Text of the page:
Fine-tune your EQ to improve workplace performance
5 steps to help you and your team master emotional intelligence
The way we manage our emotions plays a role in how engaged and effective we are at our jobs.
Most Americans aren’t completely engaged in their work and it’s affecting their feelings and their companies’ bottom lines.
RIA firm leaders can adopt emotional intelligence strategies to feel more engaged and generate positive experiences for team members and clients.
Technical knowledge of investing and financial planning is critical for financial advisors but they're not the only capabilities you need. Emotional intelligence, or EQ, can be just as important because understanding and managing your positive and negative emotions can improve your work and client relationships.
Dr. Marc Brackett, director of the Yale Center for Emotional Intelligence, studies emotions and how they affect behavior. He believes emotions not only play a huge role in how we interact with others but also directly affect productivity and effectiveness.
In fact, a growing body of science has identified direct links between emotions and performance. A 2021 Gallup poll found that 36% of American workers are completely engaged with their jobs, while 15% are actively disengaged. This lack of engagement impacts a business' bottom line because research shows that disengaged employees cost their companies the equivalent of 18% of their annual salary. Brackett says these feelings can affect everything from decision making to mental health and can also impact on-the-job performance.
It doesn't have to be that way. People can learn to manage their emotions. "The distinguishing variable is the skill of emotional intelligence," Brackett says. "People who have the ability to regulate their emotions are the ones that achieve the greatest products."
Emotional intelligence starts with you. Master these five skills to enhance your own emotional intelligence first and later your team members':
- Recognizing: Accurately identifying your emotions and those of others. "Are you reading people's emotions accurately in their face, in their body, in their voice?" Brackett asks. Especially in the era of the virtual interaction, not all emotions are easy to recognize; people often see different emotions in the same expression. Misreading emotions can lead to miscommunication. Instead of assuming, be sure to ask the individual how they're feeling to clarify the emotions being presented.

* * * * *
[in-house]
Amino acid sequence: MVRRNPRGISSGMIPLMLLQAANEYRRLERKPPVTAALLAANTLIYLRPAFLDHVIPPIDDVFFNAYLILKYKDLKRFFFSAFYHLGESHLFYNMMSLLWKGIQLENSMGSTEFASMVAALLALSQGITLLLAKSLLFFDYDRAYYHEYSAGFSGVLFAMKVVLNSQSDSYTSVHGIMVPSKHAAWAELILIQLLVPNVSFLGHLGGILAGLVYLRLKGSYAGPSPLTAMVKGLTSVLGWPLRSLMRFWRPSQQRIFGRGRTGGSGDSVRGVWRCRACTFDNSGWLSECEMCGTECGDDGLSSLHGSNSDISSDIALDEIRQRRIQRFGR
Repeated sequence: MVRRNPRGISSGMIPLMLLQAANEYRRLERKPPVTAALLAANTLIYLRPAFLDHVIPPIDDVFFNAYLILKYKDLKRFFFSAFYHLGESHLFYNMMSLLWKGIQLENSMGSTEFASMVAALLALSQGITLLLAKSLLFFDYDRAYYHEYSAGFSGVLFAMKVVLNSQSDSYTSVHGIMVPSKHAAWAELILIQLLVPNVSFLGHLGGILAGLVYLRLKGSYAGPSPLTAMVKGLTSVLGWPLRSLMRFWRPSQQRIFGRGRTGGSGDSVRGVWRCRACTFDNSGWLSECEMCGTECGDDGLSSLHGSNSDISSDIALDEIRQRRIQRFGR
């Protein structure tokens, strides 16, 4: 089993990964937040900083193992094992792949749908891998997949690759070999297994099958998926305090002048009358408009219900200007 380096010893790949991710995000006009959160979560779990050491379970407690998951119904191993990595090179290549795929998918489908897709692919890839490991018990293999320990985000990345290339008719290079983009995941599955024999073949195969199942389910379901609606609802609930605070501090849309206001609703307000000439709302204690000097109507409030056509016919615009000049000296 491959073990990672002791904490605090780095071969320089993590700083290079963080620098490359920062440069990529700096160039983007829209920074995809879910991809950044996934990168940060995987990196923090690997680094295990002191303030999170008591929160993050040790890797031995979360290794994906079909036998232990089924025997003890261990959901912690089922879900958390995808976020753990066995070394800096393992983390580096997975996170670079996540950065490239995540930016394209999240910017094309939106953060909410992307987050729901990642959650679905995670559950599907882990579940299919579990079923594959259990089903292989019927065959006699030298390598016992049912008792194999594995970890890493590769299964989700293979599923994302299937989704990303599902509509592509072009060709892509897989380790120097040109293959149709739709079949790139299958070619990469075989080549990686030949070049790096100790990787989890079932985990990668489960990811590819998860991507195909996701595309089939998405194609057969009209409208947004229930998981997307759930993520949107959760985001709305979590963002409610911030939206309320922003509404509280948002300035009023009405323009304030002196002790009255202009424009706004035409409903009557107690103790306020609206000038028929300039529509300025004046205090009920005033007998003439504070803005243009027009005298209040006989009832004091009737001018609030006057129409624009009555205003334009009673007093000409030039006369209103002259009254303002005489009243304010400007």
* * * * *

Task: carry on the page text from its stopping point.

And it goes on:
- Understanding: Knowing the causes and the consequences of emotions, including how they affect your thinking, judgments, and behavior. Disappointment, for instance, has to do with unmet expectations but it's often confused with anger, which is more about unjustness or unfairness. Striving to understand the true underlying emotion will help you deal with it most appropriately. All emotions are valid but the emotions need to be understood to be dealt with appropriately.
- Labeling: Using words to describe what you're feeling. "You have to name it to tame it," Brackett says. "If you don't have the vocabulary, if you don't know what you're actually feeling, it's hard to know how to regulate it." There are many emotions whose names are often used interchangeably—such as jealousy and envy—that mean very different things. If you don't have the correct vocabulary to name what you're actually feeling, it's really difficult to regulate that emotion.
- Expressing: Knowing how and when to express emotions with different people across different contexts and demonstrating sensitivity to their backgrounds and culture. Individual differences, social norms (including family and business norms), and cultural norms all impact how we express emotions. Expressing emotions is especially important in the business world, since the more you suppress your emotions, the less you are able to process new information. Instead, you can become fixated on the emotion that you're feeling.
- Regulating: Matching your emotional expression to the situation and using thought and action strategies to prevent, reduce, initiate, maintain, and/or enhance emotions. Employing cognitive strategies such as self-talk (talking to yourself, either positively or negatively) or reappraisal (reinterpreting the meaning of an emotion) will help you down-regulate emotions. Regulating your full range of emotions can better equip you to deal with the everyday stresses in life.
Adopting an emotional-intelligence strategy requires patience and practice. Financial professionals who hone their emotion-management skills can create positive outcomes that could improve personal and team performance and productivity and generate a heathier work environment—which ultimately can enhance firm performance.
What you can do next
- Download our RIA Talent Advantage® Recruitment Playbook and get tips, tools, and resources on developing talent at your firm.
- Consider a custodian that invests in your success. If you're thinking about becoming an independent advisor, contact us to learn more about the benefits of a Schwab custodial relationship.